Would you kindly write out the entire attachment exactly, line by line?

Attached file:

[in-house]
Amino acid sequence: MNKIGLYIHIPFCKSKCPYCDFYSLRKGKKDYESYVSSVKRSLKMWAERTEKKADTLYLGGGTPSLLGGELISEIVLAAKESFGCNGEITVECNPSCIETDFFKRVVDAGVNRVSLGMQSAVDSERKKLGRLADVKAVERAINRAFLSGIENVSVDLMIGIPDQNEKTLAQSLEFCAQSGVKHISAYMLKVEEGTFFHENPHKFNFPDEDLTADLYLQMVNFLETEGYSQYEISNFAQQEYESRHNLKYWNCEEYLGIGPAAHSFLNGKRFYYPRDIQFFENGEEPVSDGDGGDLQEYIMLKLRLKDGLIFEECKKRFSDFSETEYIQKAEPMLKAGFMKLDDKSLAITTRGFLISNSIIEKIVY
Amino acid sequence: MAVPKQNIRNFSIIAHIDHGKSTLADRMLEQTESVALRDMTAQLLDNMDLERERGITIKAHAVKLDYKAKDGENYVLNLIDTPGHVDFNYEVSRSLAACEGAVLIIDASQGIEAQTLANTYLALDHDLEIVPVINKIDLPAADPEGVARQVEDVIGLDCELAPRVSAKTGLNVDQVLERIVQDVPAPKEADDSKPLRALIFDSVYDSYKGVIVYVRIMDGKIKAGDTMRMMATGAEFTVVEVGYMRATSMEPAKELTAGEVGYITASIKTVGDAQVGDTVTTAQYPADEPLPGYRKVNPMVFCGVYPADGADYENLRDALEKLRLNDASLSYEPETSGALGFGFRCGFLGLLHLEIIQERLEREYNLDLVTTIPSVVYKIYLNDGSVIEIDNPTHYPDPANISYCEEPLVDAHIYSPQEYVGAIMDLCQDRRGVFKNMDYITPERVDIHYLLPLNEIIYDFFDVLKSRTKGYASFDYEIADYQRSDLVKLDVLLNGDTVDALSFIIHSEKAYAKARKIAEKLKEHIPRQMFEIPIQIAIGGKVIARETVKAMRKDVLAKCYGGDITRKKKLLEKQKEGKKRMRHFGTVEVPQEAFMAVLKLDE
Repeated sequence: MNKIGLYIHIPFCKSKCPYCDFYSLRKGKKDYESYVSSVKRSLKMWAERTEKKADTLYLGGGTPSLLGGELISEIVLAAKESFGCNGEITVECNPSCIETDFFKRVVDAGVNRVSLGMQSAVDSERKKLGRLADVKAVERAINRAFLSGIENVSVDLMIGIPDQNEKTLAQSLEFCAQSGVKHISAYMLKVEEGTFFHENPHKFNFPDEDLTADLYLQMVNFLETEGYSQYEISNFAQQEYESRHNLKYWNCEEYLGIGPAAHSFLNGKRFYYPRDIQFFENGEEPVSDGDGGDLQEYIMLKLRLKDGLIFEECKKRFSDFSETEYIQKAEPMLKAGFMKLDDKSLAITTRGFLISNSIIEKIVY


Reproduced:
[in-house]
Amino acid sequence: MNKIGLYIHIPFCKSKCPYCDFYSLRKGKKDYESYVSSVKRSLKMWAERTEKKADTLYLGGGTPSLLGGELISEIVLAAKESFGCNGEITVECNPSCIETDFFKRVVDAGVNRVSLGMQSAVDSERKKLGRLADVKAVERAINRAFLSGIENVSVDLMIGIPDQNEKTLAQSLEFCAQSGVKHISAYMLKVEEGTFFHENPHKFNFPDEDLTADLYLQMVNFLETEGYSQYEISNFAQQEYESRHNLKYWNCEEYLGIGPAAHSFLNGKRFYYPRDIQFFENGEEPVSDGDGGDLQEYIMLKLRLKDGLIFEECKKRFSDFSETEYIQKAEPMLKAGFMKLDDKSLAITTRGFLISNSIIEKIVY
Amino acid sequence: MAVPKQNIRNFSIIAHIDHGKSTLADRMLEQTESVALRDMTAQLLDNMDLERERGITIKAHAVKLDYKAKDGENYVLNLIDTPGHVDFNYEVSRSLAACEGAVLIIDASQGIEAQTLANTYLALDHDLEIVPVINKIDLPAADPEGVARQVEDVIGLDCELAPRVSAKTGLNVDQVLERIVQDVPAPKEADDSKPLRALIFDSVYDSYKGVIVYVRIMDGKIKAGDTMRMMATGAEFTVVEVGYMRATSMEPAKELTAGEVGYITASIKTVGDAQVGDTVTTAQYPADEPLPGYRKVNPMVFCGVYPADGADYENLRDALEKLRLNDASLSYEPETSGALGFGFRCGFLGLLHLEIIQERLEREYNLDLVTTIPSVVYKIYLNDGSVIEIDNPTHYPDPANISYCEEPLVDAHIYSPQEYVGAIMDLCQDRRGVFKNMDYITPERVDIHYLLPLNEIIYDFFDVLKSRTKGYASFDYEIADYQRSDLVKLDVLLNGDTVDALSFIIHSEKAYAKARKIAEKLKEHIPRQMFEIPIQIAIGGKVIARETVKAMRKDVLAKCYGGDITRKKKLLEKQKEGKKRMRHFGTVEVPQEAFMAVLKLDE
Repeated sequence: MNKIGLYIHIPFCKSKCPYCDFYSLRKGKKDYESYVSSVKRSLKMWAERTEKKADTLYLGGGTPSLLGGELISEIVLAAKESFGCNGEITVECNPSCIETDFFKRVVDAGVNRVSLGMQSAVDSERKKLGRLADVKAVERAINRAFLSGIENVSVDLMIGIPDQNEKTLAQSLEFCAQSGVKHISAYMLKVEEGTFFHENPHKFNFPDEDLTADLYLQMVNFLETEGYSQYEISNFAQQEYESRHNLKYWNCEEYLGIGPAAHSFLNGKRFYYPRDIQFFENGEEPVSDGDGGDLQEYIMLKLRLKDGLIFEECKKRFSDFSETEYIQKAEPMLKAGFMKLDDKSLAITTRGFLISNSIIEKIVY